Storytellers, I often say, are those who find stories in the simplest occurrences. Sometimes, it's just a phrase or a word that will stop me in my tracks and send me spiraling toward a new story.
Sitting with a friend at a bereavement visitation recently, a nice-looking woman came over to extend her sympathies. She took my friend's hand, leaned close and whispered her parting words. "Now, if any of you'uns need me, just holler."
All the activity around me stopped as I absorbed that for a moment. "You'uns," I repeated softly as Lori, face streaked with tears, tilted her head and looked quizzical.
I explained. "You just don't hear that word much anymore."
And for another moment, I pondered how words like that slip out of our Southern lexicon and we don't miss them until one day someone uses it and we realize our ears have been starved for that word.
Just now I have opened an e-mail from a reader who resides in a small Southern town that has yet to be invaded by a mall or super discount store. That is to say that all the activity happens in town, not outside city limits. Her opening words have made me feel sentimental and thrown me back to bygone times. And they've given me a story.
Her message began with, "Today while sitting under the hair dryer at the beauty shop, I read your column."
The image was immediately sharp in my head. Several tan-colored chairs, some with cracked or peeling imitation leather, lined up in a row with hooded dryers attached and women covered in black vinyl bibs, their knees pressed primly together, baking underneath the contraptions. Each is holding a magazine or newspaper in her hands and, periodically, they shout to each other a piece of interesting news or tidbit of gossip.
"Did you hear tell 'bout Virginia McGee?" one will ask, then announce dramatically, "Pregnant."
"My goodness. Must be a change-of-life baby," another will comment, using yet another phrase that has fallen by the wayside, having been replaced with the less delicate word, menopause.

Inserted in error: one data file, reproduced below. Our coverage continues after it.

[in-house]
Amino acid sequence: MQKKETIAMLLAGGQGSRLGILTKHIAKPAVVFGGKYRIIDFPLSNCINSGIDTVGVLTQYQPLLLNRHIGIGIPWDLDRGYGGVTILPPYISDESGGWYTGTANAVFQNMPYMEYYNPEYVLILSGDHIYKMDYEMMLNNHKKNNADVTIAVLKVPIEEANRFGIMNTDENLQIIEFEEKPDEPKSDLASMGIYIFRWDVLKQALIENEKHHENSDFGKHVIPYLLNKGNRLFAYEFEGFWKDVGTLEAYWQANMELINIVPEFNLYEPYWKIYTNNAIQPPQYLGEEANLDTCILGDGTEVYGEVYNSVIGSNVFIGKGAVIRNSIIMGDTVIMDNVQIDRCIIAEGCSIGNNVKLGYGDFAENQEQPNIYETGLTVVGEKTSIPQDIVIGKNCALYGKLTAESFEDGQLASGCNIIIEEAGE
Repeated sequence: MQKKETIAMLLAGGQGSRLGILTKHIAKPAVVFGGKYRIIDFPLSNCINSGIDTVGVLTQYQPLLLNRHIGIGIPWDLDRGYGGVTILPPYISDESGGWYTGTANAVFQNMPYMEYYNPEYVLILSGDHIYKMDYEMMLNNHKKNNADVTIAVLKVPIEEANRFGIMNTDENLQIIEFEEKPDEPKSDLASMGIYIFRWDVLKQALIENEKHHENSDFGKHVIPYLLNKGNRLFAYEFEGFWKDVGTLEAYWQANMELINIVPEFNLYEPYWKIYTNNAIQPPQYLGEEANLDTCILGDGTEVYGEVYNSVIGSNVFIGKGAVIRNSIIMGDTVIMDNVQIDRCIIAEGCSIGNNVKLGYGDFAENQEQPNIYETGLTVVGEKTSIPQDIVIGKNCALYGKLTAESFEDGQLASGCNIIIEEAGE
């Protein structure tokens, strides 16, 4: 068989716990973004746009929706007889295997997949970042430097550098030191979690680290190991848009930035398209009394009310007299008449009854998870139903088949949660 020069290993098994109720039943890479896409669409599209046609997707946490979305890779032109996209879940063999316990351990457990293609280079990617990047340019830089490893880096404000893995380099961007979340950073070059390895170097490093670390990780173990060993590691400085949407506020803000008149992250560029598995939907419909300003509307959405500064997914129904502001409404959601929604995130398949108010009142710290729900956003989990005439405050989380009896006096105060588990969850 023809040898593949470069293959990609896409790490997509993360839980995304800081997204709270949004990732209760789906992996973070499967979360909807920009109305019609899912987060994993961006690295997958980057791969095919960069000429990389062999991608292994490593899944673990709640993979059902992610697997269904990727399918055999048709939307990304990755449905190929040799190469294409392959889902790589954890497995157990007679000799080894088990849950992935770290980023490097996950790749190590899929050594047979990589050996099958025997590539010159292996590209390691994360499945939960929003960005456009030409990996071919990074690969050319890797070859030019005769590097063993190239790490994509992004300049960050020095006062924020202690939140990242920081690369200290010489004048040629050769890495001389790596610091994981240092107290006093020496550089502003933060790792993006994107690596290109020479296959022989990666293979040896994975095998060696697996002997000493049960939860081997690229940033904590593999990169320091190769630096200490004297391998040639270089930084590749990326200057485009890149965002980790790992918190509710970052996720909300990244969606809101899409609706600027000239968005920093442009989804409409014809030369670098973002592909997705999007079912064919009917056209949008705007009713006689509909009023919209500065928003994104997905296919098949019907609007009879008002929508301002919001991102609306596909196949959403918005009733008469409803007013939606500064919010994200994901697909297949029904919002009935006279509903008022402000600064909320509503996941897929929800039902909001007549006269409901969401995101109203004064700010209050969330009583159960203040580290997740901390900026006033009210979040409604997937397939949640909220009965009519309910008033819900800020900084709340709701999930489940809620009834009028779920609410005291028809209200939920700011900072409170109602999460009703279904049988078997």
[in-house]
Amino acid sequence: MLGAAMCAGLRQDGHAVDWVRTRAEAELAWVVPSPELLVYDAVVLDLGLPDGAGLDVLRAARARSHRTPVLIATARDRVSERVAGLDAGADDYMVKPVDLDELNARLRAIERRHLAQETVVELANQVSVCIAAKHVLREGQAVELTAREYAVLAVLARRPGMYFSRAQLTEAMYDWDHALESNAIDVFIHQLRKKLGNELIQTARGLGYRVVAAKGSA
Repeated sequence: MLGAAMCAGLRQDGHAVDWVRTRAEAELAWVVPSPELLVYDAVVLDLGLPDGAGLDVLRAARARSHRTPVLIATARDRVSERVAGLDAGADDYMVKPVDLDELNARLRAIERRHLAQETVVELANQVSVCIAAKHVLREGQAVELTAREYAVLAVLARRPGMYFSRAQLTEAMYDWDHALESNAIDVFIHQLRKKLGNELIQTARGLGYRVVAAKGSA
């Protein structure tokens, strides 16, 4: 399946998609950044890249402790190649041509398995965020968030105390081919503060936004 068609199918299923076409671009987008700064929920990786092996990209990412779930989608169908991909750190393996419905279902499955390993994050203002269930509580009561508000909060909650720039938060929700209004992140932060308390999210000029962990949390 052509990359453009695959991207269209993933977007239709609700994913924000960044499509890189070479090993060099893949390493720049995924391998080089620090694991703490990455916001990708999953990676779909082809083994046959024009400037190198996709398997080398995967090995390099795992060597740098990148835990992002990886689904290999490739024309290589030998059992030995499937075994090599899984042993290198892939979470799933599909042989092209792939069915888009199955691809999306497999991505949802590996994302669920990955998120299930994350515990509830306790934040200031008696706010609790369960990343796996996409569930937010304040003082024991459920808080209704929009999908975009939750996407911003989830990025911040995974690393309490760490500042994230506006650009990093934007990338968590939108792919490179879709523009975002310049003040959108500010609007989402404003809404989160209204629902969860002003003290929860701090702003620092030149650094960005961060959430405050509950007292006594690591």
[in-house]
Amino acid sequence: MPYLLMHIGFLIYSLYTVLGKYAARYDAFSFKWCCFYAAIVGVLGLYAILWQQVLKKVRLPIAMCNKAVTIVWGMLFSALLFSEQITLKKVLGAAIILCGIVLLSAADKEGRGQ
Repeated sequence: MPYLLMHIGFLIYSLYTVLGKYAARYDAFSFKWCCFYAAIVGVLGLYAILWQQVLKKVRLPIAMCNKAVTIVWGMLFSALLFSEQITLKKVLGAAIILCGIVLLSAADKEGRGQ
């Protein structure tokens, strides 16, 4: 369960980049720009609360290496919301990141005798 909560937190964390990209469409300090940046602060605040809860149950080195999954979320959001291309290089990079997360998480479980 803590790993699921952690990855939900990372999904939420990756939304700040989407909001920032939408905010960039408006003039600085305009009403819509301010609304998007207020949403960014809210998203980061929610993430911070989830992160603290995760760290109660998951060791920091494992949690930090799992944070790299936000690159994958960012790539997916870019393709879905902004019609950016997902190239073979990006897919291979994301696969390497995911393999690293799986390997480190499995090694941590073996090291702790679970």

Now, tell me, how many women sit under a hair dryer these days as they get their weekly ritual of a shampoo-and-set? And our language is losing two other long cherished, frequently used phrases: beauty shop and beautician.
To my generation and those behind us, it is now "salon" and "stylist," and we are, at best, scheduled for visits every six weeks. Though in my case, it's always much longer because I never seem to find the time, putting it off until it simply cannot be put off any longer.
But the women of the shampoo-and-set, beautician-beauty-shop era are to be envied and even admired. We of my generation should learn from them and practice the art of diligent weekly beauty maintenance. We should embrace a couple of hours of "me time" regularly. Like them, we should routinely place ourselves at the top of our priority lists.
Here's another thing that worries me about the dwindling numbers of the shampoo-and-set ladies: if they go, where are we going to get our reliable town news? The news that is shared by word-of-mouth, such as who's ailing, dying, marrying, divorcing, expecting or getting too big for his britches? That sort of important stuff.
Potentially, we're facing a communication crisis, a break-down in vital gossiping that is kept alive by the stream of women who filter in and out from under the hair dryers of the South's beloved beauty shops.
"Scooter's movin' back to town," I reported to Penelope Ann. "Divorced his wife and quit his job in Atlanta."
"Really? Where did'cha hear that?"
"Beauty shop," I replied authoritatively, with complete confidence in my source.
"Ooohhhh!" Her eyes widened and she nodded, acknowledging the information's reliability.
After all, everyone knows that if you hear it at the beauty shop, it's the gospel truth.
Ronda Rich is the best-selling author of "What Southern Women Know (That Every Woman Should)" and "The Town That Came A-Courtin'."